Before I set off my friend told me that he had seen bears up there the last two times he had gone up there and was sure that I would see one (as far as I can recollect). I wish he hadn’t have said that, as for quite a while that night was lied there quietly listening for the bears that would advent my soon to be demise. I didn’t hear any bears, but I’m sure they heard me. Every so often if I got particularly freaked out I would shout out a loud growl “YAHH!”, in the hopes that anything in the local area would think twice about coming to check out my seemingly defenseless situation. At this point (perhaps in hind sight) the thought of my friend’s 6 inch tactical blades didn’t seem like such a bad idea anymore. At that point I would have liked to have a machine gun. Blast Canada’s restrictive gun legislation. To distract myself from my situation I poured over the topographical map that I had of the local area. I know a lot about Burke Mountain’s geography now. I’m pretty sure I’ll never get lost up there with the education I gained that evening (I'm not sure how much I remember). After a while I got bored (or tired) of being worried, turned off my lamp and tried to get some sleep. I woke up at around 6am not really happy that the sun hadn’t risen yet. Next time I woke up it was around 7am and I could see the manifested effects of my fear wrought evening. The even temperature maybe hit 32 degrees, but in my quilt, with the thermarest, and the fleece in my small tent, the inner wall of my tent fly was covered in condensation. I learnt quickly that if you have to leave early in the morning, camping on the West side of the lake is optimal as the sun will hit the camp site earlier giving more time to dry out gear from the previous night. I crawled out of my tent with my fleece still on and started to boil some water, while watching the ravens on the other side of the lake area have a squabble. The fog clung to the lake and refused to budge until the sun light bullied its way through. I watched the sun crawl from the East side of the lake across the lake and start to warm up the ground in the West (I think anyways, but this sounds right), while I collected wild blueberries for breakfast. I had brought a few packs of quaker instant porridge (which I don’t really enjoy, but it keeps me full for quite a while), and added blueberries fresh off the bush, that was the best porridge I’ve ever had (with the blue berries), mind you I might have been more happy with the berries by themselves. With a cup of morning hot chocolate I got to work packing up my tent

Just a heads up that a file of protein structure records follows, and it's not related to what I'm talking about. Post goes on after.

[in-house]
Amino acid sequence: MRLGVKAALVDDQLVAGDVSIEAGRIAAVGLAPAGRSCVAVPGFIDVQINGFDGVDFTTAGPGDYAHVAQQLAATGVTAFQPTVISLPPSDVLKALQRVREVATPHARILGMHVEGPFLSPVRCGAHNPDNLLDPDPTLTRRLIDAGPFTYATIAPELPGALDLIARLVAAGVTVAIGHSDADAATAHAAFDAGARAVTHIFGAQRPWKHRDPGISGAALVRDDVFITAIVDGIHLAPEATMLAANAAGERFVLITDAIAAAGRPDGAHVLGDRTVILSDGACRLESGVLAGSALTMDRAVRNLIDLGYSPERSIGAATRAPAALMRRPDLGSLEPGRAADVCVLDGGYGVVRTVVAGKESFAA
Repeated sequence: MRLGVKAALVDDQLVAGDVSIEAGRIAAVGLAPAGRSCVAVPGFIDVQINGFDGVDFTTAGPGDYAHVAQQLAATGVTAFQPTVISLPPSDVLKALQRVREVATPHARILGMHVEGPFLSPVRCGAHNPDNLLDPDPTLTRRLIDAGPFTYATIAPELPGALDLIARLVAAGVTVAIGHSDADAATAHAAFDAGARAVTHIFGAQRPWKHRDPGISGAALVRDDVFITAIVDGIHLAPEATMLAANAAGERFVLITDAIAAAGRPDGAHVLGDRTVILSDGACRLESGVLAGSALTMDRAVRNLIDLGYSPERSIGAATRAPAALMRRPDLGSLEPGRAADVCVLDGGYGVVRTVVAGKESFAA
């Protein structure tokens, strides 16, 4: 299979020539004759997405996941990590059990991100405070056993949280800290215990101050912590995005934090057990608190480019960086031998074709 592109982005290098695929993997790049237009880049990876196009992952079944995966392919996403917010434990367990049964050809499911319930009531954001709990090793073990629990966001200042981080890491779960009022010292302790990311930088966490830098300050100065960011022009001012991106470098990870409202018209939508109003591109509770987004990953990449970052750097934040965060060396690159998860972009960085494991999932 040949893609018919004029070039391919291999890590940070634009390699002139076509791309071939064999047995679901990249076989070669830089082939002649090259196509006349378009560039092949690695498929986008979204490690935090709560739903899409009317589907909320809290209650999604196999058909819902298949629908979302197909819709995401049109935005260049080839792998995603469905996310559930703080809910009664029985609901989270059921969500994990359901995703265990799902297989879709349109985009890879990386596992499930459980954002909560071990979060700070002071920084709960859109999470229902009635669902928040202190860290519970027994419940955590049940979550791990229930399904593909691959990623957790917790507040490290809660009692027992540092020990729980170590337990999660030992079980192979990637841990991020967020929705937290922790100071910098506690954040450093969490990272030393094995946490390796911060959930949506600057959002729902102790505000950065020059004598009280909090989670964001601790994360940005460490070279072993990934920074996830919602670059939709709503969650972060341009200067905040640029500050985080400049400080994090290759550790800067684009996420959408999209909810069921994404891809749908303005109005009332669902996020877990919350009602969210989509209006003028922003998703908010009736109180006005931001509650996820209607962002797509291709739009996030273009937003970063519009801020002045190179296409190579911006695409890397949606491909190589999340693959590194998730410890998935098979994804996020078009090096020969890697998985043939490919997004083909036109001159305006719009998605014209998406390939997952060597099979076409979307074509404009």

The fly was a soggy mess, so I hung it over some bushes in the hopes that the morning rays would evaporate some of the condensation before I packed up all my gear. As I looked over my camp site I found a silver spoon, fishing lure that I figure I had left there from last year. As I hiked back over to the trail head down the mountain I got a little confused just as the person whom introduced it to me the previous year did and mistook a false creek for the trail. After getting my bearings I set out back down the mountain.
After a few minutes I felt a lump in my throat, did I leave my knife back at camp? I ran back and realized (or found) that it was in my pack. At this point (or earlier) I realized that I was going to be late for my previously planned pick up at the bottom of the mountain. I started moving fast, and my trail glove shoes were taking a pounding. I didn’t sleep once. Although they are trail running shoes and I could feel the rocks, the rubber dulls the sharp points and makes me more connected with the dirt and moss (close anyway lol). I hardly slipped at all compared to the last year when I hiked up the mountain in my sneakers. Almost running now, I charged down the mountain, roaring down the switch backs, back across the ferns, and through the rocks of the old creek bed until I saw the trail, head that I had started from the previous morning. I loaded my gear in to the car, minus a few (in hindsight I think it was only one) hiking pole tip protectors.